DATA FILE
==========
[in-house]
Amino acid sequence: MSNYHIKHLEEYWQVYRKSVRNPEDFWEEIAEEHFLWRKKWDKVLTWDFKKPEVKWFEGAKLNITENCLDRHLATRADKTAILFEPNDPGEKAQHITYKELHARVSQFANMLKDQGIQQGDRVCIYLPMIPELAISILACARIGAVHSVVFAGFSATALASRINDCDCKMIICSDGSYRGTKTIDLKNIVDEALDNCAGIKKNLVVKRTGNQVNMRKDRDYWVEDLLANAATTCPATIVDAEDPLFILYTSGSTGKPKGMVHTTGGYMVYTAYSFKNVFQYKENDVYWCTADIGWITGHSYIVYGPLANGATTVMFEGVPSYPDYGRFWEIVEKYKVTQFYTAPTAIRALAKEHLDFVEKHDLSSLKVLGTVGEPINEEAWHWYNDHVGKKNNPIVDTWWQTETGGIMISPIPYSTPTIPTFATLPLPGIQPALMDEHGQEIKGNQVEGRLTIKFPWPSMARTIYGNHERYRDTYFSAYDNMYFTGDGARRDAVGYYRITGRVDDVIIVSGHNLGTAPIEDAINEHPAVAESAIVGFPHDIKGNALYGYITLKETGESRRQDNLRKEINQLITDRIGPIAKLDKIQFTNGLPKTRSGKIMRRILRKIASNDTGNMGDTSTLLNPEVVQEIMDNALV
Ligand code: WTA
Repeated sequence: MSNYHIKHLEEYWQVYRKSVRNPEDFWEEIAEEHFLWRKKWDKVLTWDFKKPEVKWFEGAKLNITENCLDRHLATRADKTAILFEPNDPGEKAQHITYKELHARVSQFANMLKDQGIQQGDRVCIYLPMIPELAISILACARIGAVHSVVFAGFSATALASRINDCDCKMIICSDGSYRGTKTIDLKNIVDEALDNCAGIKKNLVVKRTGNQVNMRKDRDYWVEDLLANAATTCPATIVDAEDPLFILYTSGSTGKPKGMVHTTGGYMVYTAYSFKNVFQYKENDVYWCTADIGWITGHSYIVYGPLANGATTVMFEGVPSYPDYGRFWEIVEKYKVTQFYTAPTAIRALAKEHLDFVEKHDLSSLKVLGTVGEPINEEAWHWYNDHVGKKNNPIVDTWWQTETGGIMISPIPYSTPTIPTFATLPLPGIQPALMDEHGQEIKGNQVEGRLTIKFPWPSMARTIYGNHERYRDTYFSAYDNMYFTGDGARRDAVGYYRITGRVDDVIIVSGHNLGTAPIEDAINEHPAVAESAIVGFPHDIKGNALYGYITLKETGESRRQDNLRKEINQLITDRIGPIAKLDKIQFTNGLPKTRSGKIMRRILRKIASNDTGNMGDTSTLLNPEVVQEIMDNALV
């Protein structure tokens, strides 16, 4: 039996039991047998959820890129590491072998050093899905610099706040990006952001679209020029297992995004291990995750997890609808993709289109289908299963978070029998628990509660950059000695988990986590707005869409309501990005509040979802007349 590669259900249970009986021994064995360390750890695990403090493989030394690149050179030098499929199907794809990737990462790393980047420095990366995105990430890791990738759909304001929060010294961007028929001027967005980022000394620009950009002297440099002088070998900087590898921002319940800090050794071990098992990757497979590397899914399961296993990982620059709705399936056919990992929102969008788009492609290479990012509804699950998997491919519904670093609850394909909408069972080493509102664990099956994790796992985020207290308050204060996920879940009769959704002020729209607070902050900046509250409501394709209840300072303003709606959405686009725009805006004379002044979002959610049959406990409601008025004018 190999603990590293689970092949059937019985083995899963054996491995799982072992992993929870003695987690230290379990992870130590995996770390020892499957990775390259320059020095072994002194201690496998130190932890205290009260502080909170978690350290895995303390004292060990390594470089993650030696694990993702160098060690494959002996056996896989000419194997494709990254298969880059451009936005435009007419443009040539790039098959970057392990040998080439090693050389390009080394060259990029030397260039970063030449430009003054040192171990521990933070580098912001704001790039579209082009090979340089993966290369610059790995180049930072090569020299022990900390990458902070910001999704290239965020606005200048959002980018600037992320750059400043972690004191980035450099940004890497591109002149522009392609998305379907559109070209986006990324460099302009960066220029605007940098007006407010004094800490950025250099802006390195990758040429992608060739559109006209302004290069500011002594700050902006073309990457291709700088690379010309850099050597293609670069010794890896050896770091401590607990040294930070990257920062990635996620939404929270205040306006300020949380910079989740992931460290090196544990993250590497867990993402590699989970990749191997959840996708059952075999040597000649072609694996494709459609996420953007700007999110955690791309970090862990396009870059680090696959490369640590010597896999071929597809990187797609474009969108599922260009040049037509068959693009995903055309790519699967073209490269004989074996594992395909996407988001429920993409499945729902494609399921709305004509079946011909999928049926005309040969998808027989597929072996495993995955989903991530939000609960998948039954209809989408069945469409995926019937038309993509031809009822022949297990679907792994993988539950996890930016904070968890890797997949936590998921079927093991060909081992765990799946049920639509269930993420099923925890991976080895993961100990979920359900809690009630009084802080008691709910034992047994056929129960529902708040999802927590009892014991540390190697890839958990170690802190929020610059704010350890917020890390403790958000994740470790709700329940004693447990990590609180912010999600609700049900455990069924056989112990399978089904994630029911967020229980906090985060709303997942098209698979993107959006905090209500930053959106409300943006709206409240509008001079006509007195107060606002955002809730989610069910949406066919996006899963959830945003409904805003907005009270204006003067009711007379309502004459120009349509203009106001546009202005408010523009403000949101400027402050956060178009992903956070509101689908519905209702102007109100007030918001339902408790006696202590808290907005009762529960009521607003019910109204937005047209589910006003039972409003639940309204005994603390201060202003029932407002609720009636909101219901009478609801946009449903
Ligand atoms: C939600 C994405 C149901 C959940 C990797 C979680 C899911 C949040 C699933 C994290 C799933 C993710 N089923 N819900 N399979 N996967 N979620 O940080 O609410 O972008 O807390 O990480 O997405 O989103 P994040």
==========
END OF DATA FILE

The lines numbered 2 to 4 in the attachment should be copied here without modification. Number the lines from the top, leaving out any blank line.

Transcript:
Amino acid sequence: MSNYHIKHLEEYWQVYRKSVRNPEDFWEEIAEEHFLWRKKWDKVLTWDFKKPEVKWFEGAKLNITENCLDRHLATRADKTAILFEPNDPGEKAQHITYKELHARVSQFANMLKDQGIQQGDRVCIYLPMIPELAISILACARIGAVHSVVFAGFSATALASRINDCDCKMIICSDGSYRGTKTIDLKNIVDEALDNCAGIKKNLVVKRTGNQVNMRKDRDYWVEDLLANAATTCPATIVDAEDPLFILYTSGSTGKPKGMVHTTGGYMVYTAYSFKNVFQYKENDVYWCTADIGWITGHSYIVYGPLANGATTVMFEGVPSYPDYGRFWEIVEKYKVTQFYTAPTAIRALAKEHLDFVEKHDLSSLKVLGTVGEPINEEAWHWYNDHVGKKNNPIVDTWWQTETGGIMISPIPYSTPTIPTFATLPLPGIQPALMDEHGQEIKGNQVEGRLTIKFPWPSMARTIYGNHERYRDTYFSAYDNMYFTGDGARRDAVGYYRITGRVDDVIIVSGHNLGTAPIEDAINEHPAVAESAIVGFPHDIKGNALYGYITLKETGESRRQDNLRKEINQLITDRIGPIAKLDKIQFTNGLPKTRSGKIMRRILRKIASNDTGNMGDTSTLLNPEVVQEIMDNALV
Ligand code: WTA
Repeated sequence: MSNYHIKHLEEYWQVYRKSVRNPEDFWEEIAEEHFLWRKKWDKVLTWDFKKPEVKWFEGAKLNITENCLDRHLATRADKTAILFEPNDPGEKAQHITYKELHARVSQFANMLKDQGIQQGDRVCIYLPMIPELAISILACARIGAVHSVVFAGFSATALASRINDCDCKMIICSDGSYRGTKTIDLKNIVDEALDNCAGIKKNLVVKRTGNQVNMRKDRDYWVEDLLANAATTCPATIVDAEDPLFILYTSGSTGKPKGMVHTTGGYMVYTAYSFKNVFQYKENDVYWCTADIGWITGHSYIVYGPLANGATTVMFEGVPSYPDYGRFWEIVEKYKVTQFYTAPTAIRALAKEHLDFVEKHDLSSLKVLGTVGEPINEEAWHWYNDHVGKKNNPIVDTWWQTETGGIMISPIPYSTPTIPTFATLPLPGIQPALMDEHGQEIKGNQVEGRLTIKFPWPSMARTIYGNHERYRDTYFSAYDNMYFTGDGARRDAVGYYRITGRVDDVIIVSGHNLGTAPIEDAINEHPAVAESAIVGFPHDIKGNALYGYITLKETGESRRQDNLRKEINQLITDRIGPIAKLDKIQFTNGLPKTRSGKIMRRILRKIASNDTGNMGDTSTLLNPEVVQEIMDNALV